Our society will then be enormously rich: our collective and average productivity will be awesome. But the society will only be a good society if we can figure out how to employ each other in high-value (3b) activities–only if we find ways to organize life so that most of us can actually add a lot of value by amusing, pleasing, and encouraging others will we have a society of mutual respect, and of only tolerable inequality.

The problem with this interpretation, however, is with the notion of “added value”, which is a nice way of saying “economically useful”. In previous versions of capitalist society, economic utility was a way for [non-enslaved] humans to free themselves from blinkered judgments of “one’s proper place”: by dint of one’s wit and work, a man could make his own way.

That way might still be terrible—Marx and Engels made much of the barbarity of industrialization—but, as those who toil in the 21st century version of the “dark satanic mills” observe, it sure beats life down on the farm.

But now the hollowing out of men and society that Marx saw as the culmination of capitalism is breaching our consciousness. We worked because we were human and because we were human we worked: we accepted the deal that our worth was to be found in our utility because we could always find ways to make ourselves useful.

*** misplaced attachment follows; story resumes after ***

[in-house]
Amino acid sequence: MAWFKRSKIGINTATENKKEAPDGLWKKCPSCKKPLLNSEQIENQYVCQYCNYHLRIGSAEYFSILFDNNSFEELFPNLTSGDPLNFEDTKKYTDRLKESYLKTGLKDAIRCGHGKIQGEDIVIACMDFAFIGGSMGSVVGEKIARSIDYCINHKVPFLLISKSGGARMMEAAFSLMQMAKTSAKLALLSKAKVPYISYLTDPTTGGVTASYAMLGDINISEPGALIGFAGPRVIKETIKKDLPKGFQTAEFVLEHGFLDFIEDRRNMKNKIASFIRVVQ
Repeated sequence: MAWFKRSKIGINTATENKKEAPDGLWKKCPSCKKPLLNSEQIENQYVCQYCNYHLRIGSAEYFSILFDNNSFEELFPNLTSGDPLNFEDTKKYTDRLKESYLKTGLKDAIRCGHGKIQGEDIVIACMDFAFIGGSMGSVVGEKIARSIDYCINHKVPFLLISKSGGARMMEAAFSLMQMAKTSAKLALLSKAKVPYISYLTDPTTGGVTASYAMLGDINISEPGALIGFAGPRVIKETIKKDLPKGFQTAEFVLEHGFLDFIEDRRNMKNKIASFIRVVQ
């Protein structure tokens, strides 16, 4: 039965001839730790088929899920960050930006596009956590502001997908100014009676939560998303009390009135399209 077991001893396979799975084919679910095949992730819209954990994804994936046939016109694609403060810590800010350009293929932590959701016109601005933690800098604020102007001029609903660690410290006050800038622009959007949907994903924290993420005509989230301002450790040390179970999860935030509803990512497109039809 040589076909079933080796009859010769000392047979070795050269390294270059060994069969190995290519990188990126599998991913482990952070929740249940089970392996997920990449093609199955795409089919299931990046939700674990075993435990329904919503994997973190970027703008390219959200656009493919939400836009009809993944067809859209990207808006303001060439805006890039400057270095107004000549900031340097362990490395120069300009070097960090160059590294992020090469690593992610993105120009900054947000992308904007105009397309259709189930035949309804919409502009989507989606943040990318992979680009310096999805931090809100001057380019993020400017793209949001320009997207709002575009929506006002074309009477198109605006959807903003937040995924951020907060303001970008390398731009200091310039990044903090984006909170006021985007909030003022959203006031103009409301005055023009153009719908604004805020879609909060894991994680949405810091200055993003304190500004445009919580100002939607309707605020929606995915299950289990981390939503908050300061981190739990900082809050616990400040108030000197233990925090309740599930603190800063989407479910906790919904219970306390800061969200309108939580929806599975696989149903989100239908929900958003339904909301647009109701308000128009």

And now, if we are no longer able to make ourselves useful?

I hate Google Drive because it’s meant to be useful and it is not useful. It is a useless tool, a contradiction in terms; if it can’t be made useful, it should be discarded. But if humans become useless tools, are we to be discarded? What’s next?

I don’t trust Marx’s solution, because, really, there is no solution. But we need a new imagination; there must be something more.





Hazy shade of winter

22 09 2013

I have—surprise!—some sympathy for declinist narratives.

It’s easy, it’s fun, and it adds a nice gloomy depth to one’s otherwise-apparently shallow existence.

Still, sometimes the dread is a real question, as in, Are we humans nearing the end of a long moment of open society and democratic governance? Will our polities at some point transform into mere corporations of some sort of consumerist, militarist, or theocratic bent?

Two linked—or maybe one double-sided—dynamic(s) seem to be emerging: i) no work, and thus no use for, those who are unable to fit themselves into an increasingly technologically complex economy; ii) increasing control over the lives of those who are employed.

Tyler Cowen has been hitting on the first theme at his blog, Marginal Revolution, and in his new book, Average is Over. From what I can tell of his numerous references to the book, our present economic situation is dissolving into one in which most people, precisely because they are “most people” (i.e., average), will be squeezed out of economic life and will have to make do with a marginal social existence.

And the second? Consider Penn State’s desire to reduce its health care costs. It’s instituting a new wellness plan aimed at creating healthier, which is to say, cheaper, employees; a part of that plan, since shelved, required those employee to fill out a mandated survey in which they were probed about their plans to become pregnant, whether they’ve suffered depression, or been divorced.